[Cross-posted from ONEMassachusetts.org]
Last Friday, the Legislative Leadership decided to stage the annual summer debate around a sales tax holiday. The bill, filed by Senator Hart, will be heard by the The Joint Committee on Economic Development and Emerging Technologies today, Monday July 25th, at 11:00am [Hearing Details] [PPI Executive Director, Judy Meredith’s Testimony].
Over the weekend Legislators called our staff, urging the ONE Massachusetts network to mobilize against Sales Tax Holidays. (Your great work around the Act to Invest in Our Communities and our Summer Campaign Launch to urge local activists to meet with their legislative delegation has been noticed!!)
CALL TODAY – URGE YOUR LEGISLATORS TO:
- VOTE NO on Sales Tax Holidays
- Ask Leadership to stage a full and fair debate this fall around progressive tax reform.
We anticipate the House and Senate voting on the Tax Holiday on Tuesday or Wednesday (because by law they are recessed on July 31 till the fall). Clearly this is an opportunity to influence our legislators before they pass bad tax policy.
According to the Massachusetts Budget and Policy Center,
The Governor and Legislature have now finished work on a budget for Fiscal Year (FY) 2012 that addresses [a state facing gap of close to $1.9 billion], primarily with a combination of cuts and reforms. [Full Report]
Research by our state’s own Department of Revenue on the 2009 Sales Tax Holiday found,
The amount of forgone sales tax revenue was approximately $19.9 million. DOR estimates that this forgone revenue had no impact on the MBTA State and Local Contribution Fund, but impacted the amounts going to the School Modernization and Reconstruction Trust Fund ($3.2 million), Commonwealth Transportation Fund ($1.2 million), and Substance Abuse Fund ($0.5 million).
The Institute on Taxation and Public Policy included these facts (and others) in their list of problems with the Sales Tax Holiday Approach [Full Report]:
- If the goal is to provide tax relief to the low-income families for whom sales taxes are most burdensome, sales tax holidays are poorly targeted, providing tax breaks to even the wealthiest taxpayers.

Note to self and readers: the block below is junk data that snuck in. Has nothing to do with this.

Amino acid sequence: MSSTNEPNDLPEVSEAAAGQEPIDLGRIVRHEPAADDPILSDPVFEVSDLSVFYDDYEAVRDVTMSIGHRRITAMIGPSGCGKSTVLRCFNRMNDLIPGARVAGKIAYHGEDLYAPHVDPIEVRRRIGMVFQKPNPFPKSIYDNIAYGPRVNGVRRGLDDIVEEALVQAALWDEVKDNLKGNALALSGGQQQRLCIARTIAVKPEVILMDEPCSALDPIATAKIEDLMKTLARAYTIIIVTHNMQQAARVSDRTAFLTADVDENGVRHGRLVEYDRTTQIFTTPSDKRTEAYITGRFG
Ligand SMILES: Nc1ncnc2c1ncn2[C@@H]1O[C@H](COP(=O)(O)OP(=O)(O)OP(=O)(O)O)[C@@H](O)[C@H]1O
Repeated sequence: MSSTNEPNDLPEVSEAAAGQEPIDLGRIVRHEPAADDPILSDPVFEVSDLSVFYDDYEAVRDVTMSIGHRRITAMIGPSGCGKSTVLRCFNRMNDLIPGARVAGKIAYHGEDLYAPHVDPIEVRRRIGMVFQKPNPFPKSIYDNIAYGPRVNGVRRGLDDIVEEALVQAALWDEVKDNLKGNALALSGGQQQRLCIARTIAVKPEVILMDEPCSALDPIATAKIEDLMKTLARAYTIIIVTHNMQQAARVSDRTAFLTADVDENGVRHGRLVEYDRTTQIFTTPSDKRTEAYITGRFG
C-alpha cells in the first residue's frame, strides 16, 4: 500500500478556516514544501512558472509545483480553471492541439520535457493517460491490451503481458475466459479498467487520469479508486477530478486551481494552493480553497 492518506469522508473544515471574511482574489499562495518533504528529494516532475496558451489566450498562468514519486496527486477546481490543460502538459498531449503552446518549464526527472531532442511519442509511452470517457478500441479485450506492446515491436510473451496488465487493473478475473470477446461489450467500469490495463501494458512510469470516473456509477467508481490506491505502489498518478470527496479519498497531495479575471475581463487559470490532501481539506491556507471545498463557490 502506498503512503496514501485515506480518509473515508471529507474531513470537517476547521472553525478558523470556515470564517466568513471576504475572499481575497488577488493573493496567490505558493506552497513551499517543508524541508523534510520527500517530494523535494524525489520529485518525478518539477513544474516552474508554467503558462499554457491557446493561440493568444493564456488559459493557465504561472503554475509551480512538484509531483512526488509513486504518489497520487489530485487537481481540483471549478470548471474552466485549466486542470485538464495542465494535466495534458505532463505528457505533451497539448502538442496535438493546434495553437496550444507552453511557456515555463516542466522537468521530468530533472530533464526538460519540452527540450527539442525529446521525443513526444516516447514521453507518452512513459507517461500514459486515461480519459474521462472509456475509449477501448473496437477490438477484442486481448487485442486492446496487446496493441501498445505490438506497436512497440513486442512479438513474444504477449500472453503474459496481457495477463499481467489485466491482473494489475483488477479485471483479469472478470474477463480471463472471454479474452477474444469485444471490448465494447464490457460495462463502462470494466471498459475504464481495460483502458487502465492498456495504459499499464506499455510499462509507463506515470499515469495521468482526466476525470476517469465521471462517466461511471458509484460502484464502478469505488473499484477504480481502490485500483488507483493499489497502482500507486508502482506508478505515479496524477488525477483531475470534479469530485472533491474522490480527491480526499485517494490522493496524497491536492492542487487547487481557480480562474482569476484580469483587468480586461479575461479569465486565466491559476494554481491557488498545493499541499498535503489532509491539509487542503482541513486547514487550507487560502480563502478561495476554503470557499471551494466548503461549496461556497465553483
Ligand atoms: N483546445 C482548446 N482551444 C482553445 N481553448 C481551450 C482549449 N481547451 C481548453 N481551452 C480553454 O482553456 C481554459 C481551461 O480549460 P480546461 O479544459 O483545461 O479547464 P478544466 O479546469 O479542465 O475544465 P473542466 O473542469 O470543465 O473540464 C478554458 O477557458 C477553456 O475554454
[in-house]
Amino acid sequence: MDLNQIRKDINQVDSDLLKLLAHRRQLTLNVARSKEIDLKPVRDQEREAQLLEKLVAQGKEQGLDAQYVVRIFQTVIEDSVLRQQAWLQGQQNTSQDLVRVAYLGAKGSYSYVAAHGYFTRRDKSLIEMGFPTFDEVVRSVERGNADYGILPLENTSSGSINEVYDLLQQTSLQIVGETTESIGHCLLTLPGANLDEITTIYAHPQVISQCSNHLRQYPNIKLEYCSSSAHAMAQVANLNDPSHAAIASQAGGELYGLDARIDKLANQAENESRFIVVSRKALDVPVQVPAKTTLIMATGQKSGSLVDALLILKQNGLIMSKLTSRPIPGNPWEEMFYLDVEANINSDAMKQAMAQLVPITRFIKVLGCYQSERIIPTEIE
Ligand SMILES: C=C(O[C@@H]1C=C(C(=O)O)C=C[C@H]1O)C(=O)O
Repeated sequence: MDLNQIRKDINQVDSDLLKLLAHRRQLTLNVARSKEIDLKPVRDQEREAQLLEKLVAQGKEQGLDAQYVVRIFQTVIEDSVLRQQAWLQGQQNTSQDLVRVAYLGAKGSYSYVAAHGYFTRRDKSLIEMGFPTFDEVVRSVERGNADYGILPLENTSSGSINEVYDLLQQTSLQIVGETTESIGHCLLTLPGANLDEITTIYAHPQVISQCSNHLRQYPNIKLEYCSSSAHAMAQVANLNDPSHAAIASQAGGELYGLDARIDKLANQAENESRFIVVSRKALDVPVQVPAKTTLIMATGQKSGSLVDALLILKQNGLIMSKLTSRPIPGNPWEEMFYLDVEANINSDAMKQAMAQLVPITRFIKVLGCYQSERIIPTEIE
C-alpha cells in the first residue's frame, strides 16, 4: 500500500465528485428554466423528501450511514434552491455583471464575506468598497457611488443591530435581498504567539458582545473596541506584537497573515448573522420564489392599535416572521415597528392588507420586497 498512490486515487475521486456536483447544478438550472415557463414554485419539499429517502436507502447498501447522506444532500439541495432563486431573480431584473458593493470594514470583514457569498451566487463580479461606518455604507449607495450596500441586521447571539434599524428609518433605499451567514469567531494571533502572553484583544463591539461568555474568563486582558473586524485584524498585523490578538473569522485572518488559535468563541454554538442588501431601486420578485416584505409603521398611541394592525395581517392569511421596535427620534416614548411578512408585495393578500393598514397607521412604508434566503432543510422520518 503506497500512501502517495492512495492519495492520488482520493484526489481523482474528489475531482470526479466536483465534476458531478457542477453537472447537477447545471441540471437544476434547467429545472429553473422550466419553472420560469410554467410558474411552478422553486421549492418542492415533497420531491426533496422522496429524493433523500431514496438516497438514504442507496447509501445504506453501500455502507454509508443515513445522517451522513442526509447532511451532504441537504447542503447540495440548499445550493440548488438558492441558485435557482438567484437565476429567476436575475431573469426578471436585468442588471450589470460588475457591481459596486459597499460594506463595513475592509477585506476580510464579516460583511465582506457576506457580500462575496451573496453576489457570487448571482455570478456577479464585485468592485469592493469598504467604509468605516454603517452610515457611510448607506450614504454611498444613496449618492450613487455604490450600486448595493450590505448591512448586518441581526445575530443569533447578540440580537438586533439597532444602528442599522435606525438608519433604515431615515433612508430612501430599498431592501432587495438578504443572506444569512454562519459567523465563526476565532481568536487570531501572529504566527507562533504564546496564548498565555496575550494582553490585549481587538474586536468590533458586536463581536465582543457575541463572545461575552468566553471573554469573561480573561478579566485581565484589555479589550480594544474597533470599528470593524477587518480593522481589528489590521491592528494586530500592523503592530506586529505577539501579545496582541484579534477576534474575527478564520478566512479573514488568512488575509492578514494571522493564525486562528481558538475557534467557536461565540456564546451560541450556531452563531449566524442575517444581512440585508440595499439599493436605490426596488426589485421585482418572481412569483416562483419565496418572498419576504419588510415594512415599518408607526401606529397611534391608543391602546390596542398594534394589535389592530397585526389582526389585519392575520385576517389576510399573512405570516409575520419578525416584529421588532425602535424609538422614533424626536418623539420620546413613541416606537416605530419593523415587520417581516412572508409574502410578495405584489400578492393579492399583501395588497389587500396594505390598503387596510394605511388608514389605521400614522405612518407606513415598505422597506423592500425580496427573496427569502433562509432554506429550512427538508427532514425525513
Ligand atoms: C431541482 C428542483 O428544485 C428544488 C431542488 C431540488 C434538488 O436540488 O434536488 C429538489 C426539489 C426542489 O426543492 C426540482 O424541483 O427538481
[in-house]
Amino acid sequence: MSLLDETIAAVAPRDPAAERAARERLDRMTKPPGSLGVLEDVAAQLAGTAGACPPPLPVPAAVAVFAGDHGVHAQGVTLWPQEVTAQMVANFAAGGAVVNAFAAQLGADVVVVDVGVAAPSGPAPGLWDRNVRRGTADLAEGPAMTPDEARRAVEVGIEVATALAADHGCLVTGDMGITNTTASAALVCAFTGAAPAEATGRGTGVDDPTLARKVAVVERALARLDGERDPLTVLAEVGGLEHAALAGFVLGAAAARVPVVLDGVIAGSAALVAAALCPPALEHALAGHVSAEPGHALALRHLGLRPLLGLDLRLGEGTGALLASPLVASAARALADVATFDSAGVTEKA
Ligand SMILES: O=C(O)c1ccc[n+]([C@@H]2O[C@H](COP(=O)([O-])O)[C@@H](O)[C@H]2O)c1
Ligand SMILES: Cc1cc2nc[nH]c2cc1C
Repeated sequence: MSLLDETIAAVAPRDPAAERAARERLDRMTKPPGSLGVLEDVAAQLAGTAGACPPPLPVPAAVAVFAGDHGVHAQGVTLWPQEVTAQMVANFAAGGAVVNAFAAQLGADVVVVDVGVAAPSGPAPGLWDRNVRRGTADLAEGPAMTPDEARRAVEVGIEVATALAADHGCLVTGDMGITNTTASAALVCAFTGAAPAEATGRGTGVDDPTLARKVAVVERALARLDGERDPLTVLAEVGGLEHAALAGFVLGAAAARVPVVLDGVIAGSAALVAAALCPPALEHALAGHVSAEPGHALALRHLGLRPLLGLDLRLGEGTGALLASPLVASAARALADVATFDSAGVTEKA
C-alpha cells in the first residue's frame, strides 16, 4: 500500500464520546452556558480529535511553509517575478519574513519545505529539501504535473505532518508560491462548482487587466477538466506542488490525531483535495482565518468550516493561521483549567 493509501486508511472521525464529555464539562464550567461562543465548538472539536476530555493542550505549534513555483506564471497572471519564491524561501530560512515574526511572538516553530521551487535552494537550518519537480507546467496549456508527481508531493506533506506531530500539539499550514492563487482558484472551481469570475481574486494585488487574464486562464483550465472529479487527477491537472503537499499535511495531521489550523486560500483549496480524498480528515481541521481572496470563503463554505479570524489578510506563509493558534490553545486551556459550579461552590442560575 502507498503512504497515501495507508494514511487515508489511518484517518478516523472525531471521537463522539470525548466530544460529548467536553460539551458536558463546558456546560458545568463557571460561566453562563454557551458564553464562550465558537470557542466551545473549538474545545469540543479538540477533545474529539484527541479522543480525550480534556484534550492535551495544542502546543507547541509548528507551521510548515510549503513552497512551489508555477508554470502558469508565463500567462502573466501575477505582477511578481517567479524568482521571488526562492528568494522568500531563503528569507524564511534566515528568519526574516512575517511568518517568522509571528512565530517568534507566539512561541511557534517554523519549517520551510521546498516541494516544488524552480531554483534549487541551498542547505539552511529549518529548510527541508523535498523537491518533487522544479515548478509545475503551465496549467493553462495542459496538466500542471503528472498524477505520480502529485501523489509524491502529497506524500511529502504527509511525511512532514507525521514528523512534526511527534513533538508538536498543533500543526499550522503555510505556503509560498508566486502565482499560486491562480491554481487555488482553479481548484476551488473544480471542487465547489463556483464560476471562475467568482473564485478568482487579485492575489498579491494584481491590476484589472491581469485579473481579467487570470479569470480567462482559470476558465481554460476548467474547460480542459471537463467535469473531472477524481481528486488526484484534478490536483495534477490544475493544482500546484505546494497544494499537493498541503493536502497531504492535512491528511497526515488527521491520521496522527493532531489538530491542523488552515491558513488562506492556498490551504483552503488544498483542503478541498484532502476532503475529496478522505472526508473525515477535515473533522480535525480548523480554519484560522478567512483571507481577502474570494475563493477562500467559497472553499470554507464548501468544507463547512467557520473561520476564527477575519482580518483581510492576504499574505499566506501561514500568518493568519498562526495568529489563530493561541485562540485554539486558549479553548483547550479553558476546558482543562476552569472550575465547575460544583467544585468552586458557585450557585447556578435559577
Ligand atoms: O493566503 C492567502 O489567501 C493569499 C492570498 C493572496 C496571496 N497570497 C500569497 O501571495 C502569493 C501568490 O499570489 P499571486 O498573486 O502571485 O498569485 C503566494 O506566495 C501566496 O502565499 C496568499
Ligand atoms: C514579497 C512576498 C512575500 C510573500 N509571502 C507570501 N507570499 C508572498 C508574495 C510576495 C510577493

- Many low-income taxpayers spend most or all of their income just getting by – which means that they have less disposable income than wealthier taxpayers. These taxpayers may not have the luxury of shifting the timing of their consumption to coincide with week-long sales tax holidays.
- Unscrupulous retailers can take advantage of this shift in consumer behavior by increasing their prices (or failing to reduce them by the full amount of the sales tax break) during the tax holiday.
- Revenue lost through sales tax holidays will ultimately have to be made up somewhere else, either through painful spending cuts or increasing other taxes.
Even the Tax Foundation (a fiscally conservative organization) has come out against the Sales Tax Holiday, citing these (among other) reasons [Full Report]:
- Sales tax holidays do not promote economic growth or significantly increase consumer purchases; the evidence shows that they simply shift the timing of purchases. Some retailers raise prices during the holiday, reducing consumer savings.
- Sales tax holidays create complexities for tax code compliance, efficient labor allocation, and inventory management. However, free advertising for what is effectively a paltry 4 to 7 percent sale leads many larger businesses to lobby for the holidays.
- Most sales tax holidays involve politicians picking products and industries to favor with exemptions, arbitrarily discriminating between products and across time, and distorting consumer decisions.
A good summary of the overall picture of Sales Tax Holidays comes from Massachusetts Taxpayers Foundation president, Michael Widmer:
The expense makes the holiday a frivolous, feel-good measure, at best, during good fiscal times… it would be a poor investment during what will be the fourth straight year of state budget cuts. He concedes there’s a modest economic stimulus, although he says many of the tax-holiday purchases would have happened anyway at other times of the year. [Full Article: GateHouse News Service]